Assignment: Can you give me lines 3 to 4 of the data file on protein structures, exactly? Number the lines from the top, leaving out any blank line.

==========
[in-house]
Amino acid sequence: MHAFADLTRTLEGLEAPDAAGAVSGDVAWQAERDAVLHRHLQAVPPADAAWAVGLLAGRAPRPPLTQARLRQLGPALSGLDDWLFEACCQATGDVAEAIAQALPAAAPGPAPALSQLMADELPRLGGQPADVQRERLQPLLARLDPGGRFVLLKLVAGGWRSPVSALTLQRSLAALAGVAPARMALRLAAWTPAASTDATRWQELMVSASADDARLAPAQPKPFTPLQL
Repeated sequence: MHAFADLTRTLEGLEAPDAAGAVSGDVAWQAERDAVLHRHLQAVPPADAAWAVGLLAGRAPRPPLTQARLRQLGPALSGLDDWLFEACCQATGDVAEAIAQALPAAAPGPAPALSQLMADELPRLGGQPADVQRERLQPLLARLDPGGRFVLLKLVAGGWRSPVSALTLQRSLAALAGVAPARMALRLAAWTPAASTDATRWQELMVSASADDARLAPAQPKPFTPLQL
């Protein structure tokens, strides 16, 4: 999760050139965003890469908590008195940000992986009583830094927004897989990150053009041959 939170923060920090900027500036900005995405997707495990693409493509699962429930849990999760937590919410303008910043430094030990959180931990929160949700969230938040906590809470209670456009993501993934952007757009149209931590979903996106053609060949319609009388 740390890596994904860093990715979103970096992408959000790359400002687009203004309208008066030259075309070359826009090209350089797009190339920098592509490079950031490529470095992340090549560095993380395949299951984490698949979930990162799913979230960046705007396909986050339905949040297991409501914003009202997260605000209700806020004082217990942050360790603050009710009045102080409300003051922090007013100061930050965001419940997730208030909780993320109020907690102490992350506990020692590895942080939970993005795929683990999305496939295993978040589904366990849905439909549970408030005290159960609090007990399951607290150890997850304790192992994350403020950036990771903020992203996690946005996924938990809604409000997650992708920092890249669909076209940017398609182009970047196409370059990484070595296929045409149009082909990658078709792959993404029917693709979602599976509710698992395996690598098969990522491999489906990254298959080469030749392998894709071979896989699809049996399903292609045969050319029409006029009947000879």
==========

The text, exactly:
Repeated sequence: MHAFADLTRTLEGLEAPDAAGAVSGDVAWQAERDAVLHRHLQAVPPADAAWAVGLLAGRAPRPPLTQARLRQLGPALSGLDDWLFEACCQATGDVAEAIAQALPAAAPGPAPALSQLMADELPRLGGQPADVQRERLQPLLARLDPGGRFVLLKLVAGGWRSPVSALTLQRSLAALAGVAPARMALRLAAWTPAASTDATRWQELMVSASADDARLAPAQPKPFTPLQL
């Protein structure tokens, strides 16, 4: 999760050139965003890469908590008195940000992986009583830094927004897989990150053009041959 939170923060920090900027500036900005995405997707495990693409493509699962429930849990999760937590919410303008910043430094030990959180931990929160949700969230938040906590809470209670456009993501993934952007757009149209931590979903996106053609060949319609009388 740390890596994904860093990715979103970096992408959000790359400002687009203004309208008066030259075309070359826009090209350089797009190339920098592509490079950031490529470095992340090549560095993380395949299951984490698949979930990162799913979230960046705007396909986050339905949040297991409501914003009202997260605000209700806020004082217990942050360790603050009710009045102080409300003051922090007013100061930050965001419940997730208030909780993320109020907690102490992350506990020692590895942080939970993005795929683990999305496939295993978040589904366990849905439909549970408030005290159960609090007990399951607290150890997850304790192992994350403020950036990771903020992203996690946005996924938990809604409000997650992708920092890249669909076209940017398609182009970047196409370059990484070595296929045409149009082909990658078709792959993404029917693709979602599976509710698992395996690598098969990522491999489906990254298959080469030749392998894709071979896989699809049996399903292609045969050319029409006029009947000879």